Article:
Disabled Twitter employees resigned because they felt they couldn't keep up with Elon Musk's 'hardcore' drive, discrimination lawsuit says

The Twitter logo is seen on a mobile device in ths illustration photo in Warsaw, Poland on 30 October, 2022. Twitter is losing its most active users according to research done by Reuters. Despite the most impactful tweeters making up only 10 percent of the monthly users they are together responsible for 90 percent of all tweets and around half of the company's revenue.
The lawsuit alleges that an engineering manager was fired after he requested to work from home because he was at extra risk from COVID-19.Getty Images
  • A discrimination lawsuit against Twitter said its disabled employees were forced to resign.

  • It said the staff felt that their disabilities would keep them from meeting Elon Musk's new demands.

  • It was filed on behalf of a cancer survivor who said he was fired after asking to work from home.

A former Twitter employee is suing the company, alleging that Elon Musk's new work demands forced disabled workers to resign.

The class action lawsuit, filed Wednesday in the San Francisco federal court, highlighted how Musk told Twitter employees this week that they would have to "work long hours at high intensity" and "be extremely hardcore."

The lawsuit was filed on behalf of Dmitry Borodaenko, an engineer laid off earlier this month. He accused Twitter of breaking state and federal discrimination laws. Borodaenko said he is a cancer survivor and was fired after telling his manager he preferred to work from home because he was at "extra risk" from COVID-19, per the lawsuit.

"Many disabled employees who have, and would continue to, perform their jobs effectively have felt that, because of their disability, they will not be able to meet this new heightened standard of performance and productivity," said the lawsuit, seen by Insider.

"Thus, many disabled employees have felt forced to resign," it added.

The lawsuit also said employees were told: "The expectation is literally to work 24/7 to get this out." The directive was from internal messages sent to teams working on Twitter Blue, Insider's Kali Hays first reported.

Borodaenko, who was hired in June 2021, said his workload "vastly increased" after Twitter conducted initial rounds of mass layoffs, according to his lawsuit. "As a manager, the number of employees assigned to report to him increased from about 10 to 16," the lawsuit said.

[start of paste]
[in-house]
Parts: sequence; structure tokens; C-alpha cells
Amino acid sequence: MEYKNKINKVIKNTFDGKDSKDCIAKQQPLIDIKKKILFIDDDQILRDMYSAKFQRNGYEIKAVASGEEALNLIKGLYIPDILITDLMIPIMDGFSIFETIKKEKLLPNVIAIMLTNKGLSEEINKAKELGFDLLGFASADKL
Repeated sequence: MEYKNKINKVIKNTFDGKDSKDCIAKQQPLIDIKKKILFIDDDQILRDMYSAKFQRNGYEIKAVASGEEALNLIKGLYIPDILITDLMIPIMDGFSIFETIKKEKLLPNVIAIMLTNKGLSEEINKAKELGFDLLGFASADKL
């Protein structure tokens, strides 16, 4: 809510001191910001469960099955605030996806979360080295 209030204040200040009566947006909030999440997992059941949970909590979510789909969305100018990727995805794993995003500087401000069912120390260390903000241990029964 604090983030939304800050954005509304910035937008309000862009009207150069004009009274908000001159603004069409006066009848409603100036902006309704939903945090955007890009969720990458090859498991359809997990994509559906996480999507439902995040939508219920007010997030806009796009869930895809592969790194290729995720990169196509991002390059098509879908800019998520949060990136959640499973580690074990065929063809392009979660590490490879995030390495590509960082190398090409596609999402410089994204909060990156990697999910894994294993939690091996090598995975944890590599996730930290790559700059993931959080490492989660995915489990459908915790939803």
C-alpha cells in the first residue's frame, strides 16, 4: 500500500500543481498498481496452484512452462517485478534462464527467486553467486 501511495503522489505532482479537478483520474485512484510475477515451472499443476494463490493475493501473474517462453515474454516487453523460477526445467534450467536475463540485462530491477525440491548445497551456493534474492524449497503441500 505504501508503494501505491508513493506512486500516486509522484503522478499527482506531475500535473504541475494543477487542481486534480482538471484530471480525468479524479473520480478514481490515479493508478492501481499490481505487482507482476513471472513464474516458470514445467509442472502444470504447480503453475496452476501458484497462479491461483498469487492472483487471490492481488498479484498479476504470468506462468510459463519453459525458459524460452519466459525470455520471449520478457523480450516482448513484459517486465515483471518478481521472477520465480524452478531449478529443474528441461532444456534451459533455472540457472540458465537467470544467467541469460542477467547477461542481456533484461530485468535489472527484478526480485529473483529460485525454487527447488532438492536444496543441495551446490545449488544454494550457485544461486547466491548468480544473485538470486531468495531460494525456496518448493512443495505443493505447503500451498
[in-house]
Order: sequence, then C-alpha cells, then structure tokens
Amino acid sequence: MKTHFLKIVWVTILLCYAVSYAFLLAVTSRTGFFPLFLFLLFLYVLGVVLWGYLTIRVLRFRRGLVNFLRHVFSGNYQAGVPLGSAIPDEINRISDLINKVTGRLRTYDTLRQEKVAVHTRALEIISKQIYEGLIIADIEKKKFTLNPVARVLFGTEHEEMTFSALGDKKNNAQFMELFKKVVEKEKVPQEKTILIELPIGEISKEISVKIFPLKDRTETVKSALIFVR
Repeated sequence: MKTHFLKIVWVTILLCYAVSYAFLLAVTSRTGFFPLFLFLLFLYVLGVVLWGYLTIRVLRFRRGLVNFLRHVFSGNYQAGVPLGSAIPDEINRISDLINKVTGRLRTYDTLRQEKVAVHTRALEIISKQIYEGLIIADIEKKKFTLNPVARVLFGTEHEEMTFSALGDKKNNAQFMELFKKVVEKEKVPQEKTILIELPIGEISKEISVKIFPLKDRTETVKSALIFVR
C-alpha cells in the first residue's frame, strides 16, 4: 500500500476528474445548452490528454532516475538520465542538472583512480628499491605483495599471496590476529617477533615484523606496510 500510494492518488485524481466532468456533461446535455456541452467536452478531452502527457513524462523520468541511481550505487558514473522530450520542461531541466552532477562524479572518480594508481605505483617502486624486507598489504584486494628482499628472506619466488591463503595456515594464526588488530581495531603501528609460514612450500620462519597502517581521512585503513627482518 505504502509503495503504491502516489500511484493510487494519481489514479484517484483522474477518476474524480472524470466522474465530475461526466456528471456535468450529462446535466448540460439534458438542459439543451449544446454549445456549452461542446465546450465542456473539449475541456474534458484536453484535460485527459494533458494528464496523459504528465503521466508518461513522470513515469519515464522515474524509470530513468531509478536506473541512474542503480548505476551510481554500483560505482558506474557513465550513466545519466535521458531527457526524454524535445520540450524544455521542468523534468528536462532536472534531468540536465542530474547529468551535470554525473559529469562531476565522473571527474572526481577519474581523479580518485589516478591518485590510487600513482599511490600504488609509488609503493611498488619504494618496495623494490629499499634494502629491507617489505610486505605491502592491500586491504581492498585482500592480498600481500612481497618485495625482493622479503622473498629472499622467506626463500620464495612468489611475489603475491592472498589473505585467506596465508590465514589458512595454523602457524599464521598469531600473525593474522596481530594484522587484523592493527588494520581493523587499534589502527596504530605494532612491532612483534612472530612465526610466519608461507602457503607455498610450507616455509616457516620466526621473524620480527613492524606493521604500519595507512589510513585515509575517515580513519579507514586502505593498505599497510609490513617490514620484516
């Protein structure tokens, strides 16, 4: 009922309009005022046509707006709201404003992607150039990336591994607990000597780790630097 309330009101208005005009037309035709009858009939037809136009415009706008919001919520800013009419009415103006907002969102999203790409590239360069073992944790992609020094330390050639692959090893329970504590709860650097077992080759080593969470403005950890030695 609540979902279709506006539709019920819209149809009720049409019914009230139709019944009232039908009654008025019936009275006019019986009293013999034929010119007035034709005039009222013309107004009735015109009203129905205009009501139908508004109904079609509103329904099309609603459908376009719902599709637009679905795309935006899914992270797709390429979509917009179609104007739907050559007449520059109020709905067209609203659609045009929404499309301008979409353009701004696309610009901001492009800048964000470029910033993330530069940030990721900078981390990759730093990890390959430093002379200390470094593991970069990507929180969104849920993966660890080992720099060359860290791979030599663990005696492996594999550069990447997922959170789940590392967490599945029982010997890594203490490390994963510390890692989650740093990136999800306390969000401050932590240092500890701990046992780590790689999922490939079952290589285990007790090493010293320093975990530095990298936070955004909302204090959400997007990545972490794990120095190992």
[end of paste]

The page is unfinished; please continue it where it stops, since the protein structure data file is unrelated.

The suit argued that workers like Borodaenko were still able to perform their jobs effectively, but that Musk's ultimatum for overtime culture and ending remote work "does not allow for employees who require reasonable accommodation for their disabilities."

"Elon Musk's behavior since he took over Twitter a couple of weeks ago has been nothing short of appalling. I have never seen anything like this in my nearly quarter century representing workers," Borodaenko's attorney, Shannon Liss-Riordan, said in a statement to Insider.

"Elon Musk's statements and actions only serve to deter people with disabilities, many of whom will feel no choice but to resign today in response to his ultimatum," she added.

Liss-Riordan this month also filed lawsuits against Twitter on behalf of other former employees. In these lawsuits, the employees said they weren't given proper notice of job cuts and that they were not provided with severance packages.

Musk's new "hardcore" work mandate did not sit well with many employees at Twitter. Less than half of the company's remaining estimated 4,000 employees chose to remain in the company on Thursday, after Musk outlined his "hardcore" vision, Insider reported.

The social media giant shut down its offices temporarily on Thursday amid the exodus, and is expected to reopen its buildings Monday. A current employee said the move was to "prevent physical sabotage while they sort out access revocations," according to a Slack message seen by Insider's Kali Hays and Kelsey Vlamis.

Musk and his personal attorney, Alex Spiro, did not immediately respond to Insider's requests for comment.

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